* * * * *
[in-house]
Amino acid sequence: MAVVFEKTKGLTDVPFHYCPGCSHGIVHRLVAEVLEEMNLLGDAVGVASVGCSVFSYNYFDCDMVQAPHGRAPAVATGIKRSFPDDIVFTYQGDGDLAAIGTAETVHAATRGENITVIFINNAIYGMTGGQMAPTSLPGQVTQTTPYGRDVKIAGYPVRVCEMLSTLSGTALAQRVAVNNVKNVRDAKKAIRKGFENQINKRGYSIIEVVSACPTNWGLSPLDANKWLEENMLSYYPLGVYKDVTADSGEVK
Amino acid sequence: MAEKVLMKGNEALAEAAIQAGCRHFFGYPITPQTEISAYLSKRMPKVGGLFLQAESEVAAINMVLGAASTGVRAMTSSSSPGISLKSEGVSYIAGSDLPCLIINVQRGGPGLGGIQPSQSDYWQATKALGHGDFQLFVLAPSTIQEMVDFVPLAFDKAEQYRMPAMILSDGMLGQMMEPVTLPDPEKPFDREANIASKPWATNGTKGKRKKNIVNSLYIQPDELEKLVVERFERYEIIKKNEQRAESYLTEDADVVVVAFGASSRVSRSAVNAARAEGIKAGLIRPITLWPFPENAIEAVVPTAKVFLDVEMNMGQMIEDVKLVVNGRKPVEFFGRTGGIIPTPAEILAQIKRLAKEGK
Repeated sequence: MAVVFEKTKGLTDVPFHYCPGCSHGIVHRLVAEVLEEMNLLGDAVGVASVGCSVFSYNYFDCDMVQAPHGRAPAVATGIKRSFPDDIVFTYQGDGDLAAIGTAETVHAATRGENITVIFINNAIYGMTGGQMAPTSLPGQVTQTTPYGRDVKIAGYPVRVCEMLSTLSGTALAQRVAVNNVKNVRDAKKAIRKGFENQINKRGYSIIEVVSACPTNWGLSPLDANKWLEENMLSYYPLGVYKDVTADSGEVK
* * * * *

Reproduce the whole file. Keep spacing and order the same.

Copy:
[in-house]
Amino acid sequence: MAVVFEKTKGLTDVPFHYCPGCSHGIVHRLVAEVLEEMNLLGDAVGVASVGCSVFSYNYFDCDMVQAPHGRAPAVATGIKRSFPDDIVFTYQGDGDLAAIGTAETVHAATRGENITVIFINNAIYGMTGGQMAPTSLPGQVTQTTPYGRDVKIAGYPVRVCEMLSTLSGTALAQRVAVNNVKNVRDAKKAIRKGFENQINKRGYSIIEVVSACPTNWGLSPLDANKWLEENMLSYYPLGVYKDVTADSGEVK
Amino acid sequence: MAEKVLMKGNEALAEAAIQAGCRHFFGYPITPQTEISAYLSKRMPKVGGLFLQAESEVAAINMVLGAASTGVRAMTSSSSPGISLKSEGVSYIAGSDLPCLIINVQRGGPGLGGIQPSQSDYWQATKALGHGDFQLFVLAPSTIQEMVDFVPLAFDKAEQYRMPAMILSDGMLGQMMEPVTLPDPEKPFDREANIASKPWATNGTKGKRKKNIVNSLYIQPDELEKLVVERFERYEIIKKNEQRAESYLTEDADVVVVAFGASSRVSRSAVNAARAEGIKAGLIRPITLWPFPENAIEAVVPTAKVFLDVEMNMGQMIEDVKLVVNGRKPVEFFGRTGGIIPTPAEILAQIKRLAKEGK
Repeated sequence: MAVVFEKTKGLTDVPFHYCPGCSHGIVHRLVAEVLEEMNLLGDAVGVASVGCSVFSYNYFDCDMVQAPHGRAPAVATGIKRSFPDDIVFTYQGDGDLAAIGTAETVHAATRGENITVIFINNAIYGMTGGQMAPTSLPGQVTQTTPYGRDVKIAGYPVRVCEMLSTLSGTALAQRVAVNNVKNVRDAKKAIRKGFENQINKRGYSIIEVVSACPTNWGLSPLDANKWLEENMLSYYPLGVYKDVTADSGEVK